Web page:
For the most part my work has been remote; organizing and cleaning up shared drives from my kitchen table. But when I first started my position I had to go into the office to work with physical records. This was due to a litigation hold. This was an unexpected addition to my work term, but litigation holds become priority number one once they’re put into place, so the first couple months of my time at ECCC were spent working on the hold before continuing onto my other work.
A litigation hold (or legal hold) occurs when an organization is required to preserve records that may be relevant to a legal case. This applies to both physical and digital materials, and the organization may be directly involved in the case or may simply have relevant records. Oftentimes the records just need to be initially identified and held by the organization and may not actually have to be provided until a later date, if ever. But records identified as being under the legal hold must be kept safe. This means that any physical records must be identified and held separately from other records, so that they will not be modified or destroyed in the regular course of business. Digital records must be identified and held in much the same way, although metadata complicates the matter. Metadata is a vital (and vulnerable) part of the record, and as such digital documents that are under litigation hold can’t be deleted, moved, modified, or even opened – because even the act of opening the document changes the metadata and thus invalidates the authenticity and evidential value of the record.
The particular litigation hold I was working on required that the materials be placed on hold and immediately provided, which meant that we had to move quickly to not only identify relevant digital and physical materials, but to also scan each physical document and provide it within the stated deadline. This meant my supervisor and I had to go into the office.
Going into a government office right now is no mean feat, requiring multiple steps of approval. The first step was to apply through a government application, justifying why it was absolutely necessary that I had to be there in person. And before my application could even be approved I had to ensure that I had completed various training modules, including one on Covid-19 safety. Once I was approved for entry I had to do a self-check each day through the Covid-19 self-assessment app to ensure that I wasn’t exhibiting any symptoms and could safely and ethically go to the office. There was also a manual check-in system put in place by security; this was to ensure that everyone in the building was authorized to be there, and ensured that if there was a Covid-19 exposure that everyone present at the relevant time and location could be notified.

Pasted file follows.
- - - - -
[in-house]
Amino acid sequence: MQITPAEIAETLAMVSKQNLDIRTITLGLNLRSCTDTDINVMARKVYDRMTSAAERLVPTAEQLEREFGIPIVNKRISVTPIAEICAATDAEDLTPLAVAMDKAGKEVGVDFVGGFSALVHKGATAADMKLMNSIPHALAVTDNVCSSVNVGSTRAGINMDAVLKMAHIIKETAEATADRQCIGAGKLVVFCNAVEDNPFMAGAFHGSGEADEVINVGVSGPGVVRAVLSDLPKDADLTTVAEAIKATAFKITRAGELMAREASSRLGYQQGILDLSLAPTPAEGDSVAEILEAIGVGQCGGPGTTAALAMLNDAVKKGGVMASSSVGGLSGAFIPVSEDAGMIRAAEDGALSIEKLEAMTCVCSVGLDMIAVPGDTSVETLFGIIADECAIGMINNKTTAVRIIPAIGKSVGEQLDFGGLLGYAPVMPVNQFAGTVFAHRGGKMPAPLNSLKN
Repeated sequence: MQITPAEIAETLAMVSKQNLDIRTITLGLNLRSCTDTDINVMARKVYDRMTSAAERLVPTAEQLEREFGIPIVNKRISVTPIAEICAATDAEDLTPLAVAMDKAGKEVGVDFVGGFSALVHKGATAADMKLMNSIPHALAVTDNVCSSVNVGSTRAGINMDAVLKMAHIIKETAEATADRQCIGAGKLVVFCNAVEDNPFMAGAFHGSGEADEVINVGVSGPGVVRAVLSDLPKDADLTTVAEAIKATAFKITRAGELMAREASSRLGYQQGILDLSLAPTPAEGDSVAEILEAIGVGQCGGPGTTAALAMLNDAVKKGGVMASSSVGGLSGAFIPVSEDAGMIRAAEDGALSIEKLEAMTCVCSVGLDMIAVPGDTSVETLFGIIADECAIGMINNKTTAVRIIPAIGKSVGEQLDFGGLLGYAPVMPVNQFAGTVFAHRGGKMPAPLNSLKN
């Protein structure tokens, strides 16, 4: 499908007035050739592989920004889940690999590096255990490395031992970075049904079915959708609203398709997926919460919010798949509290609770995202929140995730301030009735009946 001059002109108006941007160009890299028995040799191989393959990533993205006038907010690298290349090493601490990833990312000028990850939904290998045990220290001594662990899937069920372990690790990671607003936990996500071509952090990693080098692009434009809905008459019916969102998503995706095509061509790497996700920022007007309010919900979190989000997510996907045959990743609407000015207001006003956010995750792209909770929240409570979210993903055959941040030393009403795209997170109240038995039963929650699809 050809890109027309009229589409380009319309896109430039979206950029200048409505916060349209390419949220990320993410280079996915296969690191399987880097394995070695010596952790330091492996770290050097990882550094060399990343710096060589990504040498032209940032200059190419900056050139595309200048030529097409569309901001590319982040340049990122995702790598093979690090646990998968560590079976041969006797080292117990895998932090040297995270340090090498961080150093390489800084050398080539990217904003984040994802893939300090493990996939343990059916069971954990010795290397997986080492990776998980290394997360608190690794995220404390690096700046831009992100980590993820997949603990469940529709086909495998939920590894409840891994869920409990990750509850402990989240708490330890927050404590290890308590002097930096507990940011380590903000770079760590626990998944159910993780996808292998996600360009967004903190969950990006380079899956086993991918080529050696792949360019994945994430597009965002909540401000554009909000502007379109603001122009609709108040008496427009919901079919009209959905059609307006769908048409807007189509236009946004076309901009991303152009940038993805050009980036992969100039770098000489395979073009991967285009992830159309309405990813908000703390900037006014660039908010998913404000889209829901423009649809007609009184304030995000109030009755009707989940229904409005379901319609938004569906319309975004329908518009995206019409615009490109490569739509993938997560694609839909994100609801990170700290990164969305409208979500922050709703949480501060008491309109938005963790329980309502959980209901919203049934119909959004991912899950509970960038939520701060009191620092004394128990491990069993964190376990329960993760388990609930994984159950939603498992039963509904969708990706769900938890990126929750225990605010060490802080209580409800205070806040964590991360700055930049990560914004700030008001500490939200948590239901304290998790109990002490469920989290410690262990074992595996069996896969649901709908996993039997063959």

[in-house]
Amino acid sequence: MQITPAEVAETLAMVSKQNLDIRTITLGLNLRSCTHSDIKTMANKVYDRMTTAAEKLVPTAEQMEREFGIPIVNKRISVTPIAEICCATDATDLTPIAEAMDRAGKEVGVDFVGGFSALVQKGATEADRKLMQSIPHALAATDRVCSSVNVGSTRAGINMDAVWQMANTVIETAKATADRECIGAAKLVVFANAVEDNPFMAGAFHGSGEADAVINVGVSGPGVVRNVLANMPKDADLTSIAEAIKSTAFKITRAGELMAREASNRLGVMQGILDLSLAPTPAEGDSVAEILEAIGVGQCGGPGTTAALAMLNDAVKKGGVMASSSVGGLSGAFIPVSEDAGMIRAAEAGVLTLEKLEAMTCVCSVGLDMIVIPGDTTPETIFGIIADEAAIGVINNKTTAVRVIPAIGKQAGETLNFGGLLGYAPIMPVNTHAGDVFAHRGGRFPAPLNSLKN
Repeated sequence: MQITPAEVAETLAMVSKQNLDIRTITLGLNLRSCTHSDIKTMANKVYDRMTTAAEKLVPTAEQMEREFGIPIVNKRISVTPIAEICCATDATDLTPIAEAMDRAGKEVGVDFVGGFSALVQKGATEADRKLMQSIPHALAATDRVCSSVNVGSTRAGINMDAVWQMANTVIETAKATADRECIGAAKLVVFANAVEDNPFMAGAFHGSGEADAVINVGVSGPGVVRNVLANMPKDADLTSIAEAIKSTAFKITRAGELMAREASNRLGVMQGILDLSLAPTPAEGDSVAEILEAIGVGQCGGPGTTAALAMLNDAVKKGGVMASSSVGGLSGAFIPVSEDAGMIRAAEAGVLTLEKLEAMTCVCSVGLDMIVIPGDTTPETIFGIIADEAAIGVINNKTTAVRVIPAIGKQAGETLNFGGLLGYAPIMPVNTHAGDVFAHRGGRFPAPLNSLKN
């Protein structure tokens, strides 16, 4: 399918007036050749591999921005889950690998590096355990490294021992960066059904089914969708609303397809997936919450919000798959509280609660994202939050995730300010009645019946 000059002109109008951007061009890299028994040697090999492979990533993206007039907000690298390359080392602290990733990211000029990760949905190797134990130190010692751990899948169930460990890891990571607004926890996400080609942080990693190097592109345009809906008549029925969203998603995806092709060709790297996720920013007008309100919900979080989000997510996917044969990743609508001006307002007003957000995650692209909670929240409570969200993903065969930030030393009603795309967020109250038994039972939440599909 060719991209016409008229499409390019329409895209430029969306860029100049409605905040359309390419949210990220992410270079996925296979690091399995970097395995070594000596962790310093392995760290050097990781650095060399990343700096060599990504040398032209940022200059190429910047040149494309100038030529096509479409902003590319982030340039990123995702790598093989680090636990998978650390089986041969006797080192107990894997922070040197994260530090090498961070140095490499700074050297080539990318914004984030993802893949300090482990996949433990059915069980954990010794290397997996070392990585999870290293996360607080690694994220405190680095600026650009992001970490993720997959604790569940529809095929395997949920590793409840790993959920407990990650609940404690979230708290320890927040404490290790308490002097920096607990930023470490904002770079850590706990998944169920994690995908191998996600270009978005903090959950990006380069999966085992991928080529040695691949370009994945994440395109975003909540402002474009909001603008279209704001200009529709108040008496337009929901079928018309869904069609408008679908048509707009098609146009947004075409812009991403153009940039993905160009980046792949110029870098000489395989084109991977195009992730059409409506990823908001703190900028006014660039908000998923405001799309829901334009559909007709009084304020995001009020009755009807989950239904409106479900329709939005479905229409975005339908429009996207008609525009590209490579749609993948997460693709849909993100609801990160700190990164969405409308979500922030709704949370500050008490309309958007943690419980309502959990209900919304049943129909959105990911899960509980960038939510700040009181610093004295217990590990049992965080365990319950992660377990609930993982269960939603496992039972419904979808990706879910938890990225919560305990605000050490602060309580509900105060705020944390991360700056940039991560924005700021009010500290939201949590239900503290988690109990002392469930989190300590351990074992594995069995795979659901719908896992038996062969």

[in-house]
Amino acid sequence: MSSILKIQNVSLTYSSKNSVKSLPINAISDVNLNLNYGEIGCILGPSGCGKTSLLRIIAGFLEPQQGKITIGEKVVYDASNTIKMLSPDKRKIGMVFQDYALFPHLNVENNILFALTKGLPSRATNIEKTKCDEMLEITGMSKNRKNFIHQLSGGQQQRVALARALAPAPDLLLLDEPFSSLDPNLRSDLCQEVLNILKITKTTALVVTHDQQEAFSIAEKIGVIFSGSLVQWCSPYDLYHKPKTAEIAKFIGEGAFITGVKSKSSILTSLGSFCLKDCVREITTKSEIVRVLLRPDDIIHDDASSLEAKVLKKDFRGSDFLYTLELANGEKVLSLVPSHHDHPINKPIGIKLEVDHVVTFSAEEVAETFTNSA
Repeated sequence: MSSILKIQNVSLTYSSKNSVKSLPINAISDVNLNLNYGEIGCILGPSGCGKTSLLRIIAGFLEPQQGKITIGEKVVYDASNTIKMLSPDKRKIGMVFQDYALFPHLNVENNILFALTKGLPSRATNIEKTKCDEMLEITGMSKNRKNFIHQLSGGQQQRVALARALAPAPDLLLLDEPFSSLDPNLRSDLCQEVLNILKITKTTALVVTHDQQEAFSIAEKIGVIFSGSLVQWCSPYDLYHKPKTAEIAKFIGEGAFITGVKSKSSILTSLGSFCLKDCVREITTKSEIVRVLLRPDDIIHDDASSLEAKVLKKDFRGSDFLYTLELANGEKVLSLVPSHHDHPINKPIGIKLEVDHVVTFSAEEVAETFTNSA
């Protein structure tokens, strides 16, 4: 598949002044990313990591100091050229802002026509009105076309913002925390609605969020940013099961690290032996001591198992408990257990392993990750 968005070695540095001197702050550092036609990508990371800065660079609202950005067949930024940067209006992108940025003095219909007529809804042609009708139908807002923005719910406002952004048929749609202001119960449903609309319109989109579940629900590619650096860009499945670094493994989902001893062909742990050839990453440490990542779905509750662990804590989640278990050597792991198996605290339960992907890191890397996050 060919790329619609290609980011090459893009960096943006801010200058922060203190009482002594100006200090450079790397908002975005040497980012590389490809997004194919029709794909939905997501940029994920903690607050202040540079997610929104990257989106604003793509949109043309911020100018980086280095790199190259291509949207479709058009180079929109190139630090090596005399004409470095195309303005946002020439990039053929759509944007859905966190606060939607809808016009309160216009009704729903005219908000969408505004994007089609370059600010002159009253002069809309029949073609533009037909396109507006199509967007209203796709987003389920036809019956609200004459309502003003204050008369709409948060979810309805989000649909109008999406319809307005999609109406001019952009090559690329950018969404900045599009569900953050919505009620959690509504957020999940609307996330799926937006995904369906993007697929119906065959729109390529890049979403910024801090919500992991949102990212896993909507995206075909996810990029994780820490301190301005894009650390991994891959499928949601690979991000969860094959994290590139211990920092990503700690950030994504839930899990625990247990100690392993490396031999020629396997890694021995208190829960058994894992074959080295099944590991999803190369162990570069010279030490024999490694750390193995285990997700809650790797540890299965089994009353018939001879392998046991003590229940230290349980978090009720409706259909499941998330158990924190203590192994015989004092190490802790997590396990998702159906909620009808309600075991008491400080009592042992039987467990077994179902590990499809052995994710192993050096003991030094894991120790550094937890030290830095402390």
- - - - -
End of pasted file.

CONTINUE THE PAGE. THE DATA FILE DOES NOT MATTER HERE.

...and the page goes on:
There was something rather eerie about being in a completely empty office floor. A maximum number of people were allowed on each floor at a time, and (except for one notable day where a man rounded the corner and both of us jumped alarmingly high) for the most part it was just myself and my supervisor – and we were stationed at opposite ends of the floor, mainly communicating through Microsoft Teams as per usual. At the time we only had to wear masks if we left our work area or were in the presence of other people, so for most of the day I just had my mask at the ready, but didn’t have to wear it. Protocols have now changed, and if I were to go back I would have to wear a mask the entire time I was in the building, regardless of whether another person was even on the floor with me.
I spent several days in the office going through boxes and boxes of paper documents, helping decide their relevance to the litigation hold and scanning every required page as quickly as possible. While it would have been possible to re-apply for entry into the office if necessary, we wanted to complete the in-person work as rapidly as possible to limit potential exposure. I have to admit, I enjoyed being in the office. Despite the perks of working from home, I found that I had missed the ritual of commuting to work, and quite enjoyed getting to see where I would have worked if times were different. I was one of the few new hires that was actually issued an ID card, and I even took a picture of my desk for posterity. What could have been! That being said, there was a sense of relief once I went back to working from home.
I am very lucky and my co-op term has been extended an additional four months (in part so that I can play catch-up on the work that I was unable to complete due to the litigation hold), however there is virtually no likelihood I’ll be able to go back to the office again. The only justifiable reason I would have to re-enter the office would be to fulfill another surprise litigation hold (which everyone hopes against!) and even then, as cases fluctuate and protocols become stricter, the likelihood of my being approved to enter the building becomes more and more slim.
This was my first time working in an information management capacity, and extenuating circumstances aside, it was fascinating. Being able to learn first-hand about the legal ramifications of proper (or improper) information management and seeing its practical application through the litigation hold was really eye-opening. More than anything it emphasized to me the literal evidential value of records (and the associated metadata) and the importance of preserving authenticity. Working on the hold made me appreciate the importance of proper information management even more than I had before.